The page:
Bowling has always been a fun activity for all members of the family. From the very young to the young at heart all can enjoy the sport of bowling. Unfortunately, bowling alleys have been closing around the area to make way for big box retail stores or residential development. Consequently, residents from
Why can't city spare some tax deals for bowling alleys?
Monday, June 16th 2008, 2:25 PM
What sport can you participate in when you are 2 years old and more than 100 years old? Bowling, of course!
According to the United States Bowling Congress (USBC), there were more than 67 million people who went bowling in 2007. Bowling is the No. 1 participation sport in the U.S. and yet it is getting harder and harder to find a bowling alley in the five boroughs.
In 1970, 125 bowling establishments existed in the boroughs; now, sadly, there are less than 25. In Queens alone, where just two months ago, there were seven, there are now five. The recent closings of the well-regarded and populated Woodhaven Lanes and Van Wyck Lanes sent bowlers reeling in search of other sites to continue their sport.
Senior citizens are finding it nearly impossible to navigate to more distant centers. Young children are being deprived of a neighborhood entertainment center and their popular bowling birthday parties. Teens and young adults need to find other exciting and safe things to do on Friday and Saturday nights instead of "Cosmic" bowling. On any given day, you can find people of all ages, colors, religions, nationalities and genders bowling together in harmony.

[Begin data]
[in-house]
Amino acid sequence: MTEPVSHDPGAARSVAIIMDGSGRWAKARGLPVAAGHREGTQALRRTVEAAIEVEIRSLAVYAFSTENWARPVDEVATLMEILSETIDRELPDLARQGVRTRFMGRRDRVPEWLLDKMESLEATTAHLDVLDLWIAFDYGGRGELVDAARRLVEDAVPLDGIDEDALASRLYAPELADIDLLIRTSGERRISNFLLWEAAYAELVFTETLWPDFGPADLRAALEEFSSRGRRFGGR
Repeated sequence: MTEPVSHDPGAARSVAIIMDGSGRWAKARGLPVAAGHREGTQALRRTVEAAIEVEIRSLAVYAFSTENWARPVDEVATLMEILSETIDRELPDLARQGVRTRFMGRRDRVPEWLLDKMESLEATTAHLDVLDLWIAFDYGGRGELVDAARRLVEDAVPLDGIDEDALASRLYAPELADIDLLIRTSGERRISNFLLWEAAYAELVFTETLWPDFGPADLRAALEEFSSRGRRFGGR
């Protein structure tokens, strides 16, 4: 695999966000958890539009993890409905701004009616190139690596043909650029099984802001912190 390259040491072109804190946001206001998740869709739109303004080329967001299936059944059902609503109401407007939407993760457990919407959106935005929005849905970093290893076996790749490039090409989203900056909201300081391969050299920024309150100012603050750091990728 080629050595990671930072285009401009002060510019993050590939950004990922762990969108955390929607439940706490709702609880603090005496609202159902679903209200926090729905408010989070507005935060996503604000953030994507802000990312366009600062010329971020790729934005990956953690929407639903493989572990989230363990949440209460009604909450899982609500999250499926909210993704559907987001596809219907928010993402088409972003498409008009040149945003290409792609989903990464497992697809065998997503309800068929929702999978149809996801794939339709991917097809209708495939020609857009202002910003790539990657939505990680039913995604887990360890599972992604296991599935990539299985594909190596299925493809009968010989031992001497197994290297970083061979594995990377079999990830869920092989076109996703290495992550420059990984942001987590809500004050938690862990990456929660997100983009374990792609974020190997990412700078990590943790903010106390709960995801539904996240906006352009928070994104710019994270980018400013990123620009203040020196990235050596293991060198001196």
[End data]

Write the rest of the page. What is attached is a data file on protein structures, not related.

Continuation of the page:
Woodhaven Lanes and Van Wyck Lanes were the victims of high rent and insurance, increases in the value of the property and the escalating costs of doing business. Reportedly, both will be leased to "big box" retailers with no ties to the neighborhood. Woodhaven Lanes served its community proudly for almost 50 years. It was more than a place to bowl. The center was a meeting place where lives seemingly developed in a blink of an eye, but actually over decades. People found their mates there, made lifelong friendships and received comfort when loved ones were lost.
Now, there isn't a place to mourn another lost loved one - Woodhaven Lanes. Generations of bowlers religiously frequented those lanes. Senior citizens and disabled bowlers eagerly awaited their daily and weekly visits to get away from their aches and troubles. It was vital and low-cost emotional and physical therapy. These are the precious jewels of life that future generations may not encounter.
Recently, two articles appeared in the Daily News stressing tax breaks for the purpose of keeping businesses in the city. Television and movie producers, major fast food chains such as McDonald's and White Castle as well as gas stations were handed large tax incentives. Tennis and golf clubs are routinely given tax breaks as well. None of those enterprises gives back to the community what bowling centers do and yet they are left out of the mix.
There were several bowling entrepreneurs - among them a well-respected proprietor, John LaSpina, an owner of four lanes in the metropolitan area - who were ready to step in and keep Woodhaven Lanes operational for decades to come. A tax incentive would have made a difference and kept the cost of running a bowling establishment at a reasonable level for both the bowler and the owner of the property.
Sadly, an agreement did not come to fruition. Many local politicians base their platforms on the dangers of "over-retailing" of the community and the need to provide quality of life. We have enough places to shop but not enough areas to socialize, play and share our lives. Isn't it time we invested in the community and its people by giving the bowling operators a tax break?
Jim Santora, 55, of Middle Village, was president of a 176-member bowling league at Woodhaven Lanes in Glendale until it closed May 18.